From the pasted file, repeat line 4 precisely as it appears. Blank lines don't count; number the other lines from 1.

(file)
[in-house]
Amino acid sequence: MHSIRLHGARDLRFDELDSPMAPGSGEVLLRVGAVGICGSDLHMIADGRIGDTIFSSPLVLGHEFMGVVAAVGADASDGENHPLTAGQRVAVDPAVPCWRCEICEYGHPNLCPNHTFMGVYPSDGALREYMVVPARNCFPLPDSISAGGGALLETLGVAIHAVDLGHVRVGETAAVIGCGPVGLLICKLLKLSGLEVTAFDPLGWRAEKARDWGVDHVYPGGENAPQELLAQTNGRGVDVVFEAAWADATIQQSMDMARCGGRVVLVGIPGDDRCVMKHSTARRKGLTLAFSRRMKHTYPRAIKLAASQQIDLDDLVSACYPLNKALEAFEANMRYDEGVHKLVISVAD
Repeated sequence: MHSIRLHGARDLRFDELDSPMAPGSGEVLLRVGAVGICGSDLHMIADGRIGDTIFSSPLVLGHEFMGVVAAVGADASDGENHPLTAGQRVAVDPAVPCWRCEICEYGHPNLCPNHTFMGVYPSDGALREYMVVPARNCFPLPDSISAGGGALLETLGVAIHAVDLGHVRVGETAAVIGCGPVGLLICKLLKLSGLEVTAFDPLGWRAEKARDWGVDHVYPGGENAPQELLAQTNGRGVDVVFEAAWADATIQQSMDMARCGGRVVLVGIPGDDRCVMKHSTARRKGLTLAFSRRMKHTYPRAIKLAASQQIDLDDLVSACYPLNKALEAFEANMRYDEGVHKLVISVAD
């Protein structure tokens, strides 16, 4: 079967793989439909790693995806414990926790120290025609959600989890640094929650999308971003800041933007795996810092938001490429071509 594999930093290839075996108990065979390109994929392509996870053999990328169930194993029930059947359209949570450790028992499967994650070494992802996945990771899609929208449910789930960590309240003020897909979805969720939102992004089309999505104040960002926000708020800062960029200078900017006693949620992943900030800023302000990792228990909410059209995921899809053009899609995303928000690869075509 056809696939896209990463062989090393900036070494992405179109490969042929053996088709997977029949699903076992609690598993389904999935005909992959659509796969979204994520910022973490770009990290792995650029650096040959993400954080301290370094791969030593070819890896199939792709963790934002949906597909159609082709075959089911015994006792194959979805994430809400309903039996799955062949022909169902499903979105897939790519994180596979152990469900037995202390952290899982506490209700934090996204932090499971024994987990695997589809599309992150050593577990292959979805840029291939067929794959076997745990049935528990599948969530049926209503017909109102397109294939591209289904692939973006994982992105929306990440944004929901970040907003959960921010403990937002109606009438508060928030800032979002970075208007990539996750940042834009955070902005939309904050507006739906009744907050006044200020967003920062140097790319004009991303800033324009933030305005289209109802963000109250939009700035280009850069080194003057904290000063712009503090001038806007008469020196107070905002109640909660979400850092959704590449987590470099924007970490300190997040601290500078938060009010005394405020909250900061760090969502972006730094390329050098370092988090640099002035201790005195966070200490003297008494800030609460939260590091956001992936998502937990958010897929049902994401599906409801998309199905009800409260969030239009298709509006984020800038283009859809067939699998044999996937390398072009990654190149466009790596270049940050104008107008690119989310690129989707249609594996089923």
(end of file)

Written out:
């Protein structure tokens, strides 16, 4: 079967793989439909790693995806414990926790120290025609959600989890640094929650999308971003800041933007795996810092938001490429071509 594999930093290839075996108990065979390109994929392509996870053999990328169930194993029930059947359209949570450790028992499967994650070494992802996945990771899609929208449910789930960590309240003020897909979805969720939102992004089309999505104040960002926000708020800062960029200078900017006693949620992943900030800023302000990792228990909410059209995921899809053009899609995303928000690869075509 056809696939896209990463062989090393900036070494992405179109490969042929053996088709997977029949699903076992609690598993389904999935005909992959659509796969979204994520910022973490770009990290792995650029650096040959993400954080301290370094791969030593070819890896199939792709963790934002949906597909159609082709075959089911015994006792194959979805994430809400309903039996799955062949022909169902499903979105897939790519994180596979152990469900037995202390952290899982506490209700934090996204932090499971024994987990695997589809599309992150050593577990292959979805840029291939067929794959076997745990049935528990599948969530049926209503017909109102397109294939591209289904692939973006994982992105929306990440944004929901970040907003959960921010403990937002109606009438508060928030800032979002970075208007990539996750940042834009955070902005939309904050507006739906009744907050006044200020967003920062140097790319004009991303800033324009933030305005289209109802963000109250939009700035280009850069080194003057904290000063712009503090001038806007008469020196107070905002109640909660979400850092959704590449987590470099924007970490300190997040601290500078938060009010005394405020909250900061760090969502972006730094390329050098370092988090640099002035201790005195966070200490003297008494800030609460939260590091956001992936998502937990958010897929049902994401599906409801998309199905009800409260969030239009298709509006984020800038283009859809067939699998044999996937390398072009990654190149466009790596270049940050104008107008690119989310690129989707249609594996089923």